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Onion Budgie

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About Onion Budgie

  • Rank
    Super Bookworm

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  • Gender
  • Location:
    United Kingdom
  • Interests
    Books, budgerigars, Sherlock Holmes, and PC gaming.
    Student of the Tarot, collector of crystal skulls.

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1,562 profile views
  1. I've just finished This Is How It Always Is by Laurie Frankel. It was an absolute page-turner! If the book has a fault, then it's the tendency to sidle too far into the sentimental and unbelievable where family dynamics are concerned. Also, I felt the dialogue at times to be wholly unrealistic. But still, and overall, I enjoyed it very much, and wholeheartedly support books in this particular genre. I have a craving to get back to Hercule Poirot! Quelle surprise! I'm about to make a start on Cards on the Table. I'm not sure what I'll do when I finally run out of Poirots. Thank goodness AC was prolific.
  2. How many books have you read this year?

    22 so far this year.
  3. First Line of the Book You're Reading

    "But first, Roo was born." This Is How It Always Is by Laurie Frankel.
  4. A couple of chapters in, and so far so good! It's a chunker -- almost 500 pages.
  5. Just finished Sad Cypress by Agatha Christie. Enjoyable, but not one of my favourites. I'm now about to start This Is How It Always Is by Laurie Frankel, about a little five-year-old boy who realises that he wants to be a girl, and how his family deal with all that entails. It's had a lot of good reviews, so I'm looking forward to it.
  6. Your Book Activity - July 2019

    I finished Good Omens. It didn't make me laugh out loud, but it was still fun, and I wanted to know what happened next, so got through it fairly quickly. Now I'm going to watch the TV series! My next read will be Sad Cypress by Agatha Christie.
  7. Perhaps you could find a sturdy satchel-type bag with a large enough pocket that could hold a book, and keep it separate from keys, water bottles, etc., that might be likely to damage it?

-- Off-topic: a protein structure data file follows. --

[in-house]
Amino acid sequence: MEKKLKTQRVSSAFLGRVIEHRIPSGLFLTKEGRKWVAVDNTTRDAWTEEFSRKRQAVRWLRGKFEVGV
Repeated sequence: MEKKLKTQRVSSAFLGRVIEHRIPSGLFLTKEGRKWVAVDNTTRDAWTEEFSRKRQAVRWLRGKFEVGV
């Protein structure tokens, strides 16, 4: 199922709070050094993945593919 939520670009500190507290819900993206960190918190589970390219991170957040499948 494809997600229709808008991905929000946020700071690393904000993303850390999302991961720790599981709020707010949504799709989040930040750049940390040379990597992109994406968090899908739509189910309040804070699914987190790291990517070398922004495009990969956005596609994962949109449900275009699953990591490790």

8. Your Wish Lists

    Same as you, I use Goodreads and Amazon. The two combined work very well for me, but I'll watch this thread with interest in case anyone comes up with a better idea!
  9. Your Book Activity - July 2019

    I finished A Lovely View of Sea. It wasn't great, and all those spelling errors and typos did my head in. Why do publishers let themselves down in this way? I'm now about to start Good Omens by Terry Pratchett & Neil Gaiman.
  10. Your Book Activity - July 2019

    I've not heard of The Reader. (I'm very bad at keeping up with films!) I'm past the halfway point with A Lovely View of Sea. There's not much of a plot so far; just a precocious 12-yr-old kid wandering around New Brighton, talking to people. And there are hundreds of spelling errors and typos. It evidently wasn't proofread before publishing. A bit sloppy. I spent a couple of hours this evening reading Heartstopper Volume 2 by Alice Oseman, and it was lovely, fluffy, and wondrous.
  11. Your Book Activity - July 2019

    Hi Luis, and welcome. No, I've never seen any film adaptation of the book. I'll be sure to watch it the next time it comes up on TV! I hope you're enjoying the book as much as the film?
  12. Your Book Activity - July 2019

    I'm just about to start A Lovely View of Sea by Michael Carson -- it arrived in the post this morning. If it hadn't arrived, I would have begun reading Good Omens instead. So that one will be next. (The excitement about the new TV adaptation of that is infectious!)
  13. Writers' Biographies and Autobiographies

    To be honest, I'd recommend anything by Helene Hanff. All of her six books are autobiographical in one way or another, and they're all fab. (I wish she'd written more than six!)
  14. The Books That Shaped Your Personality

    Yes! I've worked with them on the last three Sherlock Holmes games, writing/editing dialogue and text. I'm so glad that you like them!
  15. Writers' Biographies and Autobiographies

    Ted Morgan wrote a wonderful, massively detailed and insightful biography of William S. Burroughs. I loved Joe Orton's diaries, which were published after his death. What a fascinating, complicated, hilarious character he was. John Lahr's biography of him was also very good. Helene Hanff's autobiography, Underfoot in Show Business, is warm, witty, and marvellous. I keep meaning to read George Plimpton's biography of Truman Capote, but there it still sits on my shelf, unread. Capote is one of my favourite authors, so I must read it soon. I've read Conversations with Capote by Lawrence Grobel, which is captivating.